Ethan Katz-Bassett

Ethan Katz-Bassett

Ethan Katz-Bassett develops techniques and systems to understand and improve the reliability and performance of Internet services. His research interests include Internet-scale distributed systems, Internet measurement, routing, and content delivery. Because he designs his techniques to be deployable, some of his techniques are in widespread use at companies such as Facebook, Google, and Microsoft.

Designed decades ago, the Internet protocols are not well suited to current demands placed on them by streaming video, mobility, virtual and augmented reality platforms, and, increasingly, critical apps like assistive driving. Due to the distributed nature of the Internet, which is comprised of tens of thousands of independent (and often competing) networks, upgrading the protocols themselves has proved exceptionally challenging.

Katz-Bassett develops solutions to improve Internet performance that individual networks can deploy unilaterally, overcoming the limitations inherent to outdated protocols and distributed administration. His Sibyl system uses a rich model of routing to overcome protocol and vantage point limitations in order to answer a general class of queries, subsuming a range of operational and research needs to provide timely and accurate information. He and his students collaborated with Facebook to measure how the Internet’s limitations negatively impact the social media giant’s services, then designed and deployed a system that dynamically incorporates performance, demand, and application information into Facebook’s decisions of how to route traffic to its 2 billion users—while remaining compatible with the routing protocol used by the Internet.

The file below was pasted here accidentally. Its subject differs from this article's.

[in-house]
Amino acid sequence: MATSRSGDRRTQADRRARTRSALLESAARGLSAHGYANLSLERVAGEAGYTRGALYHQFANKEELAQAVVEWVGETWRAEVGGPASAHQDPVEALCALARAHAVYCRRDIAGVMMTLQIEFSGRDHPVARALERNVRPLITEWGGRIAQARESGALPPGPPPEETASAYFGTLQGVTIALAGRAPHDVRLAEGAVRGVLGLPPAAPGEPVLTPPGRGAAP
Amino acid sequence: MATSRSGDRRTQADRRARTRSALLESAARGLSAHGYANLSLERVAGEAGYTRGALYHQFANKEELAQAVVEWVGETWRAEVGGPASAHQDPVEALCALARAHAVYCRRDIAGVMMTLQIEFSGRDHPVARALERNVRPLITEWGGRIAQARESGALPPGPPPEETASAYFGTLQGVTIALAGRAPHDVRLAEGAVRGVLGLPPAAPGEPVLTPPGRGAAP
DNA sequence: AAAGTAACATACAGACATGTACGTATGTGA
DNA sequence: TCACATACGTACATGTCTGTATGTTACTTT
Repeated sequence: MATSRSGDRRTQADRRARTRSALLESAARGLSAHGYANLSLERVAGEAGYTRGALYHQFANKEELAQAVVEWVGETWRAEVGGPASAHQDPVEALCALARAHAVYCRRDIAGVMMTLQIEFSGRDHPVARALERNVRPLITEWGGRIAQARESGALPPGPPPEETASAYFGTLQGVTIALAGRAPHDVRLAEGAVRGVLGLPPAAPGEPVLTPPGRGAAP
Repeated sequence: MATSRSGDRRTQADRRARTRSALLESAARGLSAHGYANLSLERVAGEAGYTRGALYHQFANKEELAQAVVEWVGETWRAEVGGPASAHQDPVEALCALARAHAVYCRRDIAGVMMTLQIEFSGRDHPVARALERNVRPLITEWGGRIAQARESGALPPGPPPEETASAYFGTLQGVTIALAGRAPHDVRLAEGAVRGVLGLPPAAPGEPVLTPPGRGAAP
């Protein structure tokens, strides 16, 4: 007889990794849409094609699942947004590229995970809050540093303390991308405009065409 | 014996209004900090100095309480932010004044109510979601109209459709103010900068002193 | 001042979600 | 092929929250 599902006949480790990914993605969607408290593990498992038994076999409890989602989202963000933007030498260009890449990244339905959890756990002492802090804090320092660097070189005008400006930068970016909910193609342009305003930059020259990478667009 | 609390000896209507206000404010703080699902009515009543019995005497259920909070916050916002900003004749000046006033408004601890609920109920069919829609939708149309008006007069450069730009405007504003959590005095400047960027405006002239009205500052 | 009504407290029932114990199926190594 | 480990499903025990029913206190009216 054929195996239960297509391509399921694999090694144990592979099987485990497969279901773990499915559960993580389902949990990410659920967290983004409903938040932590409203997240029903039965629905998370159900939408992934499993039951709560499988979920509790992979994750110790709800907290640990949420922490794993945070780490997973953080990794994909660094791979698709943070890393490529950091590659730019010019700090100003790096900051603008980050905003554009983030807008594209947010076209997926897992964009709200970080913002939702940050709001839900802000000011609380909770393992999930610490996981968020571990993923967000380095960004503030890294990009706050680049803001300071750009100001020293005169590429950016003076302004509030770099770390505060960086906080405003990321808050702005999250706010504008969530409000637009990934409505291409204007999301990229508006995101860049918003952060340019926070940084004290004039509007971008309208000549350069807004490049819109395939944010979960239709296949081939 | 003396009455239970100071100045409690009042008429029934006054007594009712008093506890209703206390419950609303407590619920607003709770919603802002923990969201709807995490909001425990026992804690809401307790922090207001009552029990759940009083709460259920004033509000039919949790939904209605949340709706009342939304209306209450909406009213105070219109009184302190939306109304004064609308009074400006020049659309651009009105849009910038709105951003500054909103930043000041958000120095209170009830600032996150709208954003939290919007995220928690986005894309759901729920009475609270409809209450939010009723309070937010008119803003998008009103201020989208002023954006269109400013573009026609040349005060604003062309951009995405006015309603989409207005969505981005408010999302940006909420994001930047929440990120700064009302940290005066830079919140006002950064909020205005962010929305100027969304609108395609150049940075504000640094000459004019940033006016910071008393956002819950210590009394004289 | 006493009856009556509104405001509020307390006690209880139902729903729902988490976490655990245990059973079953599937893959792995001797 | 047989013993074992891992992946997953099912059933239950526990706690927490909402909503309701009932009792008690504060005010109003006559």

Katz-Bassett also researches how to deliver Internet services, working on transport protocols that carry content to clients and on content delivery networks (CDNs) and cloud-based distributed systems that host the services. A collaboration with Google sped up client connections by 23% by modifying how Google servers identify and recover from packet loss. Katz-Bassett developed techniques to enumerate and locate all CDN servers, uncovering a massive change in strategy by Google. This finding in turn influenced Microsoft’s strategy, with whom Katz-Bassett and his students collaborated to improve CDN performance for the company’s users.

He joined the faculty of Columbia Engineering in 2017. Previously he worked at Google and taught in the Department of Computer Science at the University of Southern California, where he was the Andrew and Erna Viterbi Early Career Chair. Katz-Bassett earned his PhD in computer science from the University of Washington in 2012 and his BA from Williams College in 2001.